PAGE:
What is Behaviorism?
Behaviorism is a school of thought and theory of learning that is based on the idea that all behaviors people do are conditioned responses to the environment. Individuals are conditioned to respond to a particular stimulus in a particular way, and learning is merely the result of a response to the stimuli. Ivan Pavlov, as well as John Watson and Edward Lee Thorndike, are the main influential figures who contributed to behaviorism.
Two types of conditioning: Classical conditioning and operant conditioning
Classical conditioning is also known as Pavlovian conditioning, after Pavlov’s experiments with dogs. A neutral stimulus (e.g. a bell) that evokes no particular response from an individual is paired with a stimulus that evokes a reaction (e.g. food). The bell is rung before the food is presented to the individual, and once the individual associates the bell with the presentation of food (i.e. by salivating and anticipating food), the response is conditioned. Classical conditioning shows how certain stimuli, such as scents or sounds, can become associated with memories or behaviors. For example, a smell associated with a partner may cause an individual to become aroused.
In operant conditioning, behaviors are strengthened through positive responses and weakened through negative responses. New behaviors can be shaped by reinforcement through positive or negative consequences. For example, giving praise or a hug can positively reinforce a behavior and increase the rate at which that behavior is performed. Negative reinforcement, however, only increases behaviors when removed. For example, if an individual’s partner is nagging them to complete a chore, but stops nagging after the chore is completed, the removal of the nagging is the negative reinforcement. Punishment, on the other hand, is an undesirable stimulus that decreases behaviors, rather than increases them. Withholding sex from a partner to prevent them from doing an unwanted behavior is an example of a punishment.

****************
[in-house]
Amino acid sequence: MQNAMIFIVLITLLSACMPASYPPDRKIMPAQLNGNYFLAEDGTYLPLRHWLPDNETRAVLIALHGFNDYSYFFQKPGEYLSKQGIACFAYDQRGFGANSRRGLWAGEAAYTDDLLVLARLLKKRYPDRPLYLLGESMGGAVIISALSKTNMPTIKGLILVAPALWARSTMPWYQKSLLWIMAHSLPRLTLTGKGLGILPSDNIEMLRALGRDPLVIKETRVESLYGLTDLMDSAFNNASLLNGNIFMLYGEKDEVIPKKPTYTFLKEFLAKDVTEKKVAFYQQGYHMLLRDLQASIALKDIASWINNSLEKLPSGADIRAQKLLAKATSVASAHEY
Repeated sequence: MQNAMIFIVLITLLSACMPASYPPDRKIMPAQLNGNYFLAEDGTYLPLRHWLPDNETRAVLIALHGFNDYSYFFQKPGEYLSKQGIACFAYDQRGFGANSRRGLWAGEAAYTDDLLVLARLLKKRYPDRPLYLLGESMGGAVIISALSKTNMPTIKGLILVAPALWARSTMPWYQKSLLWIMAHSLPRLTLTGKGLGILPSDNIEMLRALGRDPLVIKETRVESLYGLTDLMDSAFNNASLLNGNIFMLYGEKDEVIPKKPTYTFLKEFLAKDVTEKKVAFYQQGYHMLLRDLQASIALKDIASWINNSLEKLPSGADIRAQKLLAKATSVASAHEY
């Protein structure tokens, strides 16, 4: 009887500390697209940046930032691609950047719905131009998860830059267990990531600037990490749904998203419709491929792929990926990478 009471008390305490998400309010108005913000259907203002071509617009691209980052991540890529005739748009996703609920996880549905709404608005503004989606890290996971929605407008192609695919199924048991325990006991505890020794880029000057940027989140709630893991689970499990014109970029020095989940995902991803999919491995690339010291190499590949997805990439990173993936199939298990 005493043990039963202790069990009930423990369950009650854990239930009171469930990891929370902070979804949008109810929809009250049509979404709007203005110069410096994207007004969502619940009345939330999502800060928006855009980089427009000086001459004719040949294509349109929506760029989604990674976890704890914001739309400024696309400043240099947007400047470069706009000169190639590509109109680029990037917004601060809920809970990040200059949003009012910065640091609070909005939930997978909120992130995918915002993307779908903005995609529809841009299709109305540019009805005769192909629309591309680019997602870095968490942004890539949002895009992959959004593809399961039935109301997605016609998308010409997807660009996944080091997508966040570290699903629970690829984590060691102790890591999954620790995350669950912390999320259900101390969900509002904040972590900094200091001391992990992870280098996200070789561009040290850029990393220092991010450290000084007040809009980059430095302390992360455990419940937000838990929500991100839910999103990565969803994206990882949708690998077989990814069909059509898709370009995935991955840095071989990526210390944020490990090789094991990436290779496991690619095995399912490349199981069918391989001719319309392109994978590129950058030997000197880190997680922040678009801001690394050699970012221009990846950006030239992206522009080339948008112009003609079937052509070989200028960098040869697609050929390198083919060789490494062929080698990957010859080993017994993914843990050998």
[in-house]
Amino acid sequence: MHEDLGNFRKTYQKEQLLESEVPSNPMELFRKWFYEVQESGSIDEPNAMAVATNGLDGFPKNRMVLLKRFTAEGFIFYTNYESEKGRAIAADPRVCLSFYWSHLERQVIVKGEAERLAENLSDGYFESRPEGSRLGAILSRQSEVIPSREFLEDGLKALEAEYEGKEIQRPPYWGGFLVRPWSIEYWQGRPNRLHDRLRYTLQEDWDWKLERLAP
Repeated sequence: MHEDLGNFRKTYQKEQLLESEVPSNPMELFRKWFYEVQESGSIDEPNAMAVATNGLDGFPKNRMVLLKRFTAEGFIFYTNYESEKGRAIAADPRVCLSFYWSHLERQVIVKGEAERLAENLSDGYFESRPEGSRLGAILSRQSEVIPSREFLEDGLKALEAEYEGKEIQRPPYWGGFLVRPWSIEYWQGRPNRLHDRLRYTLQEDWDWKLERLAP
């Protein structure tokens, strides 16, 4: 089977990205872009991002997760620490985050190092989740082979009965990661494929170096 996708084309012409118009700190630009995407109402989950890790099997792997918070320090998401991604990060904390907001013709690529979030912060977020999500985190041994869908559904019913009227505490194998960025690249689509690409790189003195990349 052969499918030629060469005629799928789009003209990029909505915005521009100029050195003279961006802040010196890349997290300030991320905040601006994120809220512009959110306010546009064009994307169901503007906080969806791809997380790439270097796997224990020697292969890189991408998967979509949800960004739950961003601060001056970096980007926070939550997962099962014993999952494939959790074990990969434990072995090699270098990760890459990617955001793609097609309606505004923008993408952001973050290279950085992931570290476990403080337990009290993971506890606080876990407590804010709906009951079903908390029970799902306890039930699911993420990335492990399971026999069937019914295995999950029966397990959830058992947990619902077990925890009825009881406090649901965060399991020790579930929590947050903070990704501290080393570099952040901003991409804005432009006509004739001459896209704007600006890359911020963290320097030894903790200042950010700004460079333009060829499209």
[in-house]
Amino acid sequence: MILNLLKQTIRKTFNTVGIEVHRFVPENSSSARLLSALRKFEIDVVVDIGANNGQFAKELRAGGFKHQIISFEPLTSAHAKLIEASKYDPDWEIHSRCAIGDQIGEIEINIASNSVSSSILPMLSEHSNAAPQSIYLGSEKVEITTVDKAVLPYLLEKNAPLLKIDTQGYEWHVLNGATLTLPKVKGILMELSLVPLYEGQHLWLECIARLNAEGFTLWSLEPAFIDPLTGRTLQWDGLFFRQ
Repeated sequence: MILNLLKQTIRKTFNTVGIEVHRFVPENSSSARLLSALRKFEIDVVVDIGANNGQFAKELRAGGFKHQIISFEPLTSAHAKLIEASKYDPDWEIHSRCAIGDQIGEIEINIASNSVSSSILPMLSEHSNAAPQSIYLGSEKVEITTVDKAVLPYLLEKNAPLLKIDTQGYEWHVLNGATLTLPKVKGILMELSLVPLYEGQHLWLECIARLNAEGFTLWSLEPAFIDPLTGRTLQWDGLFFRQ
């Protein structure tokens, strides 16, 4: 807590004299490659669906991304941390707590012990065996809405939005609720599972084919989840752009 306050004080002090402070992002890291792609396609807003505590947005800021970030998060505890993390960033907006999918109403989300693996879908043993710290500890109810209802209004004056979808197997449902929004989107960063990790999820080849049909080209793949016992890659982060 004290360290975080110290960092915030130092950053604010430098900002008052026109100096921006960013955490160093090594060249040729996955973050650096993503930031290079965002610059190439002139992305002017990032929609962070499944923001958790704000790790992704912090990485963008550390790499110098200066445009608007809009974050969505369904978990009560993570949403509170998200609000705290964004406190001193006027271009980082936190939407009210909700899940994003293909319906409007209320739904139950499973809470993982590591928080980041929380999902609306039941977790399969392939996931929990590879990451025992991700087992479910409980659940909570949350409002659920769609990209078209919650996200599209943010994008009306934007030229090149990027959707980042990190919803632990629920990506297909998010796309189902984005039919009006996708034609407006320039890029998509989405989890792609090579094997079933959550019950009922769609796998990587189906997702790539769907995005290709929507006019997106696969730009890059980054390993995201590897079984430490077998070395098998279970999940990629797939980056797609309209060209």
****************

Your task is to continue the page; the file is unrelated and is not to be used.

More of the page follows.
Gender roles and expression
Individuals, especially children and adolescents, often learn about “appropriate” gender expression and roles through operant conditioning. Both positive and negative reinforcement can condition individuals to act in a particular way or express certain behaviors that are typical – or not – for someone of their (assumed) gender. For example, continued negative reactions from individuals may influence a male to stop wearing pink colored clothing. This negative reinforcement conditions the male to dress in ways the community thinks of as appropriately masculine. In another community, however, the male may receive praise for wearing the color pink, positively reinforcing this behavior. This article lists some ways in which individuals reinforce and condition children to act in gendered ways.
Classical conditioning may not be terribly useful within a traditional classroom, or for navigating most relationships, but it can be useful to help explain certain unconscious behaviors and responses within relationships. Operant conditioning, however, can be useful to reinforce sexual behaviors such as condom use, or (when used properly) to improve relationships. Additionally, some behavioral health models utilize conditioning or counter-conditioning to help alter behavior. Depending on student age and ability, operant conditioning may be more or less overt and useful in the classroom. In some education settings, it may be more appropriate to teach about operant conditioning rather than use principles of operant conditioning (condom use, for example).
Daly, E. (2009). Behaviorism: Benefits of applied behavioral analysis in education.
Kauth, M. R. (2000). True nature: A theory of sexual attraction. New York, NY: Kluwer Academic/Plenum Publishers.
PBS. (1998). A science odyssey: Behaviorism.
Lesson Plan Ideas
Individuals with Developmental Disabilities
Sexuality education for children and adolescents with developmental disabilities: An instructional guide for educators of individuals with developmental disabilities. (Florida Developmental Disabilities Council, Inc.)
- Emphasizes the use of positive reinforcements for appropriate behaviors
- Uses positive reinforcements to build an individual’s self esteem
- Note – lessons have a suggested age range, but could be adapted and used based on cognitive development and ability instead of age
Sex Education for Adolescents
A Novel Approach to Adolescent Sex Education: Combining the Prospect Theory and Classical and Operant Conditioning. (Brickley, M. & Cangin, C.)
- Includes modified classical and operant conditioning
- Promotes “low risk” decisions, such as condom use or masturbation, with relaxation and/or orgasm as the reward, instead of “high risk” decisions, such as unprotected sex, that lead to no rewards (e.g. pregnancy, STDs)
D/s Relationships within BDSM
- Discusses how behavioral conditioning can be applied in a kink/BDSM setting or relationship
- Discusses behavioral conditioning, both positive and negative, in a BDSM relationship context
Quitting Habits (e.g. masturbation)
- Discusses using classical conditioning and reconditioning to help break an addiction